Mirkadirov is known as an outspoken critic of the Baku government and his move to Turkey four years ago was the result of mounting pressure on the journalist and his family in Azerbaijan.

Following Mirkadirov’s arrest, Yunus feared the approaching storm and made a public statement where she said her arrest was imminent.

‘They will do it for treason’

“It would be funny to arrest me with drug charges. So, they will do it for treason, since these cases are considered behind closed doors,” she was quoted as saying to the local broadcast of Radio Free Europe/Radio Liberty.She was briefly detained a week after her statement when she and her husband were on their way abroad.

Upon arrival at the airport, Yunus and her husband were first stopped at the border control. She was informed she was barred from leaving the country although no such notice was given to her at any time prior to her departure. It was only following the intervention from representatives of the French and US embassies who accompanied the Yunus family to the airport that their passports were stamped and they were let through.

However, as the couple was about to board the plane, they were stopped yet again, this time with no explanation and were held at the airport from 11pm until 3am on April 28. According to a statement by Yunus given on the phone from the airport, their luggage was searched, their passports were taken away from them (as of April 30, their passports remain with the authorities), and her personal laptop was confiscated as well as her personal documents and letters.

“They even went through my underwear,” she said, “as they searched through my personal belongings still with no official document”. At the airport, Yunus was informed that her house and office would be searched as well.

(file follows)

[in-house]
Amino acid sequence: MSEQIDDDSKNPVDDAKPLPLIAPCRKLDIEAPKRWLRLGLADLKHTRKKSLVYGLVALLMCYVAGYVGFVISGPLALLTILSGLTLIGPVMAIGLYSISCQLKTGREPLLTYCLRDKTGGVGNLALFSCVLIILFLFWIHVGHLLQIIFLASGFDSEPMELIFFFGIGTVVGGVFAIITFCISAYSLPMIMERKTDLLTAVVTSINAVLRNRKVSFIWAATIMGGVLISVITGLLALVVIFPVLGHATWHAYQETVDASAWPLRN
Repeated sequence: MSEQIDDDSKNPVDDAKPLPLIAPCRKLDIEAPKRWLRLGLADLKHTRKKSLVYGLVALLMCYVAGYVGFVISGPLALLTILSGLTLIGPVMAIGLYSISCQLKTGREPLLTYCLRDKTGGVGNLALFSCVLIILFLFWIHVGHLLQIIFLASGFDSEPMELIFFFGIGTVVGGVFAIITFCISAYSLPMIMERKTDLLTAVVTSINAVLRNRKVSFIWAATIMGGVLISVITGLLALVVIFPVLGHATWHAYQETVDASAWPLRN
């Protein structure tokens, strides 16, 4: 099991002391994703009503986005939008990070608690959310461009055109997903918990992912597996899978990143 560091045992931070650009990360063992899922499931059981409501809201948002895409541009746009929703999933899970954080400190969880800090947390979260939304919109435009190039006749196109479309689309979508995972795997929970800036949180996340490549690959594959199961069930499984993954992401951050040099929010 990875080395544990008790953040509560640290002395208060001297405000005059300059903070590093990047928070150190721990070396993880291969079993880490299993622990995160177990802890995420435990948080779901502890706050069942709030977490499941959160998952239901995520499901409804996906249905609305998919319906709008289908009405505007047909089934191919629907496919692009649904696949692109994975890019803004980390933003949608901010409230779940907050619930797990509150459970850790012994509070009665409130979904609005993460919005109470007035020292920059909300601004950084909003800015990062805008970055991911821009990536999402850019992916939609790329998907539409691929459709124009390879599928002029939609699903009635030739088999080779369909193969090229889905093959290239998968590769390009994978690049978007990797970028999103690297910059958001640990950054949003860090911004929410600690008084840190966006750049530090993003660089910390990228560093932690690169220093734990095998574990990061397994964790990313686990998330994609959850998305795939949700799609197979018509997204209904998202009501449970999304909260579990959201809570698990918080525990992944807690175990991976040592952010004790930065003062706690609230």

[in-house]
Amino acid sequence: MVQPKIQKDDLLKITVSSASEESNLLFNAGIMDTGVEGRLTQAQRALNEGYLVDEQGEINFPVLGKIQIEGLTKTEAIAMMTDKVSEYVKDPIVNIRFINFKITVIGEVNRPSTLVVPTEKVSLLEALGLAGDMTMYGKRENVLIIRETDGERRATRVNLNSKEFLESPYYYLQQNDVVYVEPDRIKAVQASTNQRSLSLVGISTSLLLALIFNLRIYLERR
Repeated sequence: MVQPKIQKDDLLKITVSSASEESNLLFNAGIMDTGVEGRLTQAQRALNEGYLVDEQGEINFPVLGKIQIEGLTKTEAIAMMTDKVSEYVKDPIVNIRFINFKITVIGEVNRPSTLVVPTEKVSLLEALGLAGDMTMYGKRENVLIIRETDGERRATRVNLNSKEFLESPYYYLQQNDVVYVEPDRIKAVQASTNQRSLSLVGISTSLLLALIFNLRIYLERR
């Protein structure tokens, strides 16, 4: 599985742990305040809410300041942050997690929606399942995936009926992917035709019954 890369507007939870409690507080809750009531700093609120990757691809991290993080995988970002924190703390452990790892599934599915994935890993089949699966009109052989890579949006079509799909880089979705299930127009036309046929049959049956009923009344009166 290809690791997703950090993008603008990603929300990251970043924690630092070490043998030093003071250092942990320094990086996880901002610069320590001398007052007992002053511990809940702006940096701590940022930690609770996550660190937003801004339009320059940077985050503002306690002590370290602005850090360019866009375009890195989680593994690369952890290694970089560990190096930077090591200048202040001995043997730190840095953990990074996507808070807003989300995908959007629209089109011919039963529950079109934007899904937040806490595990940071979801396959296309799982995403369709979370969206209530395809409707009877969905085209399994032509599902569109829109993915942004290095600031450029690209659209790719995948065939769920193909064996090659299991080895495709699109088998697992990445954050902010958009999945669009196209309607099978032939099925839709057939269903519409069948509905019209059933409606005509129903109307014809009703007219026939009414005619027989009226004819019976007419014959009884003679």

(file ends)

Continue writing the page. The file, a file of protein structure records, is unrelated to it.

In the early hours of the morning, Yunus was taken into questioning, without a warrant, at the prosecutor’s office. She was questioned about her work but mostly about her relations with Mirkadirov and their joint activities, Yunus said in a press statement following her release. Shortly after her questioning, Yunus’ office and home were searched. Several documents were confiscated from the couple’s apartment during the search.

Yunus’ lawyer Farid Bagirov, who also represents Mirkadirov, explained the reasons behind the searches. As it turns out, Yunus is listed as the key witness in Mirkadirov’s case. But according to Bagirov, this still does not explain why Yunus’ family was stopped at the border.

Exhausted from a sleepless night, Yunus said the motive behind this inquiry is the same as it has been in many other previous cases: “To eliminate remaining advocates by accusing us with an insane crime.”

Yunus might just be right. It is clear that the arrest of Mirkadirov and this recent incident with Yunus show very strong evidence of the Azerbaijani government’s issues with freedom of expression and its widely criticised poor human rights record in general. It is not surprising that a country run by the same family since 1993, with a record of disputed elections and with a strong grip on power, is trying to silence any form of dissent in order to maintain its status quo. What is disturbing, however, is the silence of the international community so long as the country continues to provide energy to keep everyone safe and warm.

Arzu Geybullayeva is a political analyst for the Caucasus region and a specialist in human rights and press freedom in Azerbaijan, and blogs at